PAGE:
One way to avoid language errors is to read questions carefully. Another way it to develop solid reading and vocabulary skills, skills you can’t obtain by drilling flash cards or watching videos. Many students neglect textbooks now that video learning is widely available, but there are good reasons not to ignore textbooks altogether. You may dislike struggling through a dense chapter of Robbins but this is similar to what the boards will ask of you. Textbook authors use scientific words and sophisticated vocabulary just like you will see on your exam. Although review resources contain many high-yield facts they simplify the language. The best students I have advised over the years have been avid readers of textbooks in addition to the usual board prep materials.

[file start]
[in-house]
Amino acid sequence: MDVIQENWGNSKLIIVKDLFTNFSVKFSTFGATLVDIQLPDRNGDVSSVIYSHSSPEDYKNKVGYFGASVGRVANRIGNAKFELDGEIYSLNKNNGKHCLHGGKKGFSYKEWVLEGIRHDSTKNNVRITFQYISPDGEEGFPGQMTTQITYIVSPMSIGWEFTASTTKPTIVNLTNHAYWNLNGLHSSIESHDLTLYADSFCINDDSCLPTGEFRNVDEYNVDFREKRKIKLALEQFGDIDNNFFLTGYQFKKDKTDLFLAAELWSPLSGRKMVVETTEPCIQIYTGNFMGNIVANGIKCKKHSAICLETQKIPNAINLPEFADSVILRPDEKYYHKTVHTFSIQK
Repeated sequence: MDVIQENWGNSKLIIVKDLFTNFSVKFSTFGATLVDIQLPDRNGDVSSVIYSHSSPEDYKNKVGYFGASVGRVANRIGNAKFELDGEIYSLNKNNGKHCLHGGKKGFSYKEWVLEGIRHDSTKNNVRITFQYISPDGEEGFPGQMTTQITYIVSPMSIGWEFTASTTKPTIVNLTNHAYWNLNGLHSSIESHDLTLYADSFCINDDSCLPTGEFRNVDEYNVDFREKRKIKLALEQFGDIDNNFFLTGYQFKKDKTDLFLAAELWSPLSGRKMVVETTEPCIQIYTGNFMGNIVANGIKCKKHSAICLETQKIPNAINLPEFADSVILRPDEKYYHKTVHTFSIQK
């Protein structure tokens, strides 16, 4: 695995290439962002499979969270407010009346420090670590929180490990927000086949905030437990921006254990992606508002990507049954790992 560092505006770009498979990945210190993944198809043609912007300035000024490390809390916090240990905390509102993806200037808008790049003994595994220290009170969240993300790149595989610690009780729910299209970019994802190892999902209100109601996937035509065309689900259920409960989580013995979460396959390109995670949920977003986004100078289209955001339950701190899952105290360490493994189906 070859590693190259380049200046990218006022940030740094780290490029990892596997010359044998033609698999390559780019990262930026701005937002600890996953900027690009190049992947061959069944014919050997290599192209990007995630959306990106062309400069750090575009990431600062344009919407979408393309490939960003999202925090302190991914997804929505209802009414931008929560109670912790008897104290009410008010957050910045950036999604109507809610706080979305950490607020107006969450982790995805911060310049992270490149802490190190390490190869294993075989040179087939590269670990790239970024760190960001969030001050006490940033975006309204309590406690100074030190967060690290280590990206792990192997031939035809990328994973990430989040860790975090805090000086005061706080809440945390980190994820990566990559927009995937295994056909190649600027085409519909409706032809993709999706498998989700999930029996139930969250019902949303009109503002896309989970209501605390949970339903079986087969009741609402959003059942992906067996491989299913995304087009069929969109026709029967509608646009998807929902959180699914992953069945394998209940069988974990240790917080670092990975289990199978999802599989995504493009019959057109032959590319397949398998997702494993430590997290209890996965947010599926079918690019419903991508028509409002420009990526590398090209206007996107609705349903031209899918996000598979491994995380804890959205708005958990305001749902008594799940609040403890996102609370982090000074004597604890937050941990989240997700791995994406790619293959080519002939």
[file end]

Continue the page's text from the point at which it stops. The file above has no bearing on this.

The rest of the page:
The boards love questions about data interpretation. You may know that insulin causes serum glucose levels to fall. Can you picture this on a graph? If you were shown a data table with glucose concentration in one column and insulin in another could you recognize the relationship? As you study, try to avoid learning relationships only as laws like “insulin lowers glucose.” Remember that these relationships were established from experimental data. Try to picture what those data would look like in a table or on a graph. It’s very likely this is how it will be shown to you on the boards.

    This is another good reason to spend some time reading textbooks alongside board prep materials. These often show primary data, especially if those data are famous for establishing principles of medical science. Within textbooks you will see tables, graphs, and pathology images, many of them similar to those you will see on your exam.